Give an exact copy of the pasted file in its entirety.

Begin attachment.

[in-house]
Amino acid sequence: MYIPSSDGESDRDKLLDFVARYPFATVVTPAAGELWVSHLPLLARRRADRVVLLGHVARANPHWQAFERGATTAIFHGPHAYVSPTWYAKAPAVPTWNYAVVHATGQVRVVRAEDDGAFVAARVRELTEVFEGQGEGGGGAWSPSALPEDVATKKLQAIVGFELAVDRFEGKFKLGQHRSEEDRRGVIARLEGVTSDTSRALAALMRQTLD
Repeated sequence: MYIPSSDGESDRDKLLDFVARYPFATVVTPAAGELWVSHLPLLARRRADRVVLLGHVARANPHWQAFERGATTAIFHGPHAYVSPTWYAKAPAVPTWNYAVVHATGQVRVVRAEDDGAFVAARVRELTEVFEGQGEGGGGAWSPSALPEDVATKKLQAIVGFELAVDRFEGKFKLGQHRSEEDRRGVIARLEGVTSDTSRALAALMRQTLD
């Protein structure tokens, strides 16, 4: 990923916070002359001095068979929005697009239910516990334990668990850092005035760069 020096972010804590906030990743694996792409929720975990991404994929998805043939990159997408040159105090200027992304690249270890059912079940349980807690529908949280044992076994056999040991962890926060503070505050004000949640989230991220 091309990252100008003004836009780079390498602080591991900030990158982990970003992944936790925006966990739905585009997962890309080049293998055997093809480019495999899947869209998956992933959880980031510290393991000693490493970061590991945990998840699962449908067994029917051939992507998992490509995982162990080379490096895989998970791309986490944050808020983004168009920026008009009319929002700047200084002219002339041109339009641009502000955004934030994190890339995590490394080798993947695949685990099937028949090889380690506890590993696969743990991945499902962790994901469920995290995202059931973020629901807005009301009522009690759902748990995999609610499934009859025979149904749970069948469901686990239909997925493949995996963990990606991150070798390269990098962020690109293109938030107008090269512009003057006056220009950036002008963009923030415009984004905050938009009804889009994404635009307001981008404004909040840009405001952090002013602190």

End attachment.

[in-house]
Amino acid sequence: MYIPSSDGESDRDKLLDFVARYPFATVVTPAAGELWVSHLPLLARRRADRVVLLGHVARANPHWQAFERGATTAIFHGPHAYVSPTWYAKAPAVPTWNYAVVHATGQVRVVRAEDDGAFVAARVRELTEVFEGQGEGGGGAWSPSALPEDVATKKLQAIVGFELAVDRFEGKFKLGQHRSEEDRRGVIARLEGVTSDTSRALAALMRQTLD
Repeated sequence: MYIPSSDGESDRDKLLDFVARYPFATVVTPAAGELWVSHLPLLARRRADRVVLLGHVARANPHWQAFERGATTAIFHGPHAYVSPTWYAKAPAVPTWNYAVVHATGQVRVVRAEDDGAFVAARVRELTEVFEGQGEGGGGAWSPSALPEDVATKKLQAIVGFELAVDRFEGKFKLGQHRSEEDRRGVIARLEGVTSDTSRALAALMRQTLD
């Protein structure tokens, strides 16, 4: 990923916070002359001095068979929005697009239910516990334990668990850092005035760069 020096972010804590906030990743694996792409929720975990991404994929998805043939990159997408040159105090200027992304690249270890059912079940349980807690529908949280044992076994056999040991962890926060503070505050004000949640989230991220 091309990252100008003004836009780079390498602080591991900030990158982990970003992944936790925006966990739905585009997962890309080049293998055997093809480019495999899947869209998956992933959880980031510290393991000693490493970061590991945990998840699962449908067994029917051939992507998992490509995982162990080379490096895989998970791309986490944050808020983004168009920026008009009319929002700047200084002219002339041109339009641009502000955004934030994190890339995590490394080798993947695949685990099937028949090889380690506890590993696969743990991945499902962790994901469920995290995202059931973020629901807005009301009522009690759902748990995999609610499934009859025979149904749970069948469901686990239909997925493949995996963990990606991150070798390269990098962020690109293109938030107008090269512009003057006056220009950036002008963009923030415009984004905050938009009804889009994404635009307001981008404004909040840009405001952090002013602190």